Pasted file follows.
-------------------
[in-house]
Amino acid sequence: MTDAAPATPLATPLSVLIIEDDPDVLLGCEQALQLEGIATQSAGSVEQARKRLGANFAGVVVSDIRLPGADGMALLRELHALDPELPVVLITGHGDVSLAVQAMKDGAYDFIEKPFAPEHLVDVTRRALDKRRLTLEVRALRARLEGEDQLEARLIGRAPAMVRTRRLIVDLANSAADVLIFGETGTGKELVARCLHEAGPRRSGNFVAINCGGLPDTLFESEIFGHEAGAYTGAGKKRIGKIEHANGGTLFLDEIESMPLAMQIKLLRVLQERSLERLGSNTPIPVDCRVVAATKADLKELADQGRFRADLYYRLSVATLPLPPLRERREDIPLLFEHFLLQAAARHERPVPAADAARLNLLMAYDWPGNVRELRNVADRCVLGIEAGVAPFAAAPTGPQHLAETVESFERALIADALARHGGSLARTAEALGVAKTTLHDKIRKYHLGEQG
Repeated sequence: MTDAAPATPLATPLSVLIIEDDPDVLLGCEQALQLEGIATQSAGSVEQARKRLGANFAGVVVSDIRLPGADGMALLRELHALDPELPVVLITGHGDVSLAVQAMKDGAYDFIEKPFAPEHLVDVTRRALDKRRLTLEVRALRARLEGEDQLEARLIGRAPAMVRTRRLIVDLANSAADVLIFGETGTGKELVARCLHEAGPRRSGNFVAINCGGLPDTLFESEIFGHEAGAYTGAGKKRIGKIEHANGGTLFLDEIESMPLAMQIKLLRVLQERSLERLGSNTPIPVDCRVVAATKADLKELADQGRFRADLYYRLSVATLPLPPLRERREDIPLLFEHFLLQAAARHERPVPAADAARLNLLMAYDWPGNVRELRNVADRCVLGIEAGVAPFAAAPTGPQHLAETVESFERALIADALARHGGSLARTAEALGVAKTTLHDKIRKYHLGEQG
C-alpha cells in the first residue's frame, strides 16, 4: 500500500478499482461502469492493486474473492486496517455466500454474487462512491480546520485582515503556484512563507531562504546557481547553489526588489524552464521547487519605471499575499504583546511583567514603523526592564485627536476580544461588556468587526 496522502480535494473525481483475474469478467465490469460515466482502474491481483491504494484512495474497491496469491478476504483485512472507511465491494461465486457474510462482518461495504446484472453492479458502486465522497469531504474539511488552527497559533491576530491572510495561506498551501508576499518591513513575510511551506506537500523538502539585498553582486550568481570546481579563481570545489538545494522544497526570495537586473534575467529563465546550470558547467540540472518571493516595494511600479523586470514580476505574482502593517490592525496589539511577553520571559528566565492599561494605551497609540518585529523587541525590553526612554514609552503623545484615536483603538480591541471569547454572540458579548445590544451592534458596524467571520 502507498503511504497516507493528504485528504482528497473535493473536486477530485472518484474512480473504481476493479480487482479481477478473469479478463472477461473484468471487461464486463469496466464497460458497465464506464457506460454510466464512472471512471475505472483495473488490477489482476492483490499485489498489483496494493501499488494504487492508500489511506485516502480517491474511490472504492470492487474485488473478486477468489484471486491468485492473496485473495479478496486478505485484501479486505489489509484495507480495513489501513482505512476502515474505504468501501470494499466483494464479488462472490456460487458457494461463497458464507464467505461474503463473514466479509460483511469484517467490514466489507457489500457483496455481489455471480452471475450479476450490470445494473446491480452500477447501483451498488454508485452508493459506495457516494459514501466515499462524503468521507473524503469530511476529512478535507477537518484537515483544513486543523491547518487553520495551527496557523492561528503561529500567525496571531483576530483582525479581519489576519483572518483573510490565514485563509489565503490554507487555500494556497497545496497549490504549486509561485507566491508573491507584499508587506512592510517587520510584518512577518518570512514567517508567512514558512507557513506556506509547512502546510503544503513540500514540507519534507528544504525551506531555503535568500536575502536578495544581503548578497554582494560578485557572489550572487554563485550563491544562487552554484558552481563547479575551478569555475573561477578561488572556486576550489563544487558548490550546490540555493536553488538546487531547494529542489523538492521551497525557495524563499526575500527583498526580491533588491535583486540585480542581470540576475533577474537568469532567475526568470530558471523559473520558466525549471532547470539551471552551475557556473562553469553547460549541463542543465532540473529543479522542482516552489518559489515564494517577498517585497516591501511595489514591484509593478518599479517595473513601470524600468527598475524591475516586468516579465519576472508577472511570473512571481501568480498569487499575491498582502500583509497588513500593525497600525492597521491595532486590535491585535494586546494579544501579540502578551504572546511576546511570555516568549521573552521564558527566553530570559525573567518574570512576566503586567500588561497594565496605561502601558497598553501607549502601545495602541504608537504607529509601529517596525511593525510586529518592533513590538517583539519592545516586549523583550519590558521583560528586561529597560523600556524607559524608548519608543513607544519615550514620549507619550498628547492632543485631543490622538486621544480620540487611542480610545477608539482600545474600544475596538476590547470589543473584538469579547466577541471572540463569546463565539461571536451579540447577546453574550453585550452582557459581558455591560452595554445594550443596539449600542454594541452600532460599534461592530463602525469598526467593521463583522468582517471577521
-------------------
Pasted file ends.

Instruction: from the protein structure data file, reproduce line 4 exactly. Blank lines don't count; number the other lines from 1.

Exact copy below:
C-alpha cells in the first residue's frame, strides 16, 4: 500500500478499482461502469492493486474473492486496517455466500454474487462512491480546520485582515503556484512563507531562504546557481547553489526588489524552464521547487519605471499575499504583546511583567514603523526592564485627536476580544461588556468587526 496522502480535494473525481483475474469478467465490469460515466482502474491481483491504494484512495474497491496469491478476504483485512472507511465491494461465486457474510462482518461495504446484472453492479458502486465522497469531504474539511488552527497559533491576530491572510495561506498551501508576499518591513513575510511551506506537500523538502539585498553582486550568481570546481579563481570545489538545494522544497526570495537586473534575467529563465546550470558547467540540472518571493516595494511600479523586470514580476505574482502593517490592525496589539511577553520571559528566565492599561494605551497609540518585529523587541525590553526612554514609552503623545484615536483603538480591541471569547454572540458579548445590544451592534458596524467571520 502507498503511504497516507493528504485528504482528497473535493473536486477530485472518484474512480473504481476493479480487482479481477478473469479478463472477461473484468471487461464486463469496466464497460458497465464506464457506460454510466464512472471512471475505472483495473488490477489482476492483490499485489498489483496494493501499488494504487492508500489511506485516502480517491474511490472504492470492487474485488473478486477468489484471486491468485492473496485473495479478496486478505485484501479486505489489509484495507480495513489501513482505512476502515474505504468501501470494499466483494464479488462472490456460487458457494461463497458464507464467505461474503463473514466479509460483511469484517467490514466489507457489500457483496455481489455471480452471475450479476450490470445494473446491480452500477447501483451498488454508485452508493459506495457516494459514501466515499462524503468521507473524503469530511476529512478535507477537518484537515483544513486543523491547518487553520495551527496557523492561528503561529500567525496571531483576530483582525479581519489576519483572518483573510490565514485563509489565503490554507487555500494556497497545496497549490504549486509561485507566491508573491507584499508587506512592510517587520510584518512577518518570512514567517508567512514558512507557513506556506509547512502546510503544503513540500514540507519534507528544504525551506531555503535568500536575502536578495544581503548578497554582494560578485557572489550572487554563485550563491544562487552554484558552481563547479575551478569555475573561477578561488572556486576550489563544487558548490550546490540555493536553488538546487531547494529542489523538492521551497525557495524563499526575500527583498526580491533588491535583486540585480542581470540576475533577474537568469532567475526568470530558471523559473520558466525549471532547470539551471552551475557556473562553469553547460549541463542543465532540473529543479522542482516552489518559489515564494517577498517585497516591501511595489514591484509593478518599479517595473513601470524600468527598475524591475516586468516579465519576472508577472511570473512571481501568480498569487499575491498582502500583509497588513500593525497600525492597521491595532486590535491585535494586546494579544501579540502578551504572546511576546511570555516568549521573552521564558527566553530570559525573567518574570512576566503586567500588561497594565496605561502601558497598553501607549502601545495602541504608537504607529509601529517596525511593525510586529518592533513590538517583539519592545516586549523583550519590558521583560528586561529597560523600556524607559524608548519608543513607544519615550514620549507619550498628547492632543485631543490622538486621544480620540487611542480610545477608539482600545474600544475596538476590547470589543473584538469579547466577541471572540463569546463565539461571536451579540447577546453574550453585550452582557459581558455591560452595554445594550443596539449600542454594541452600532460599534461592530463602525469598526467593521463583522468582517471577521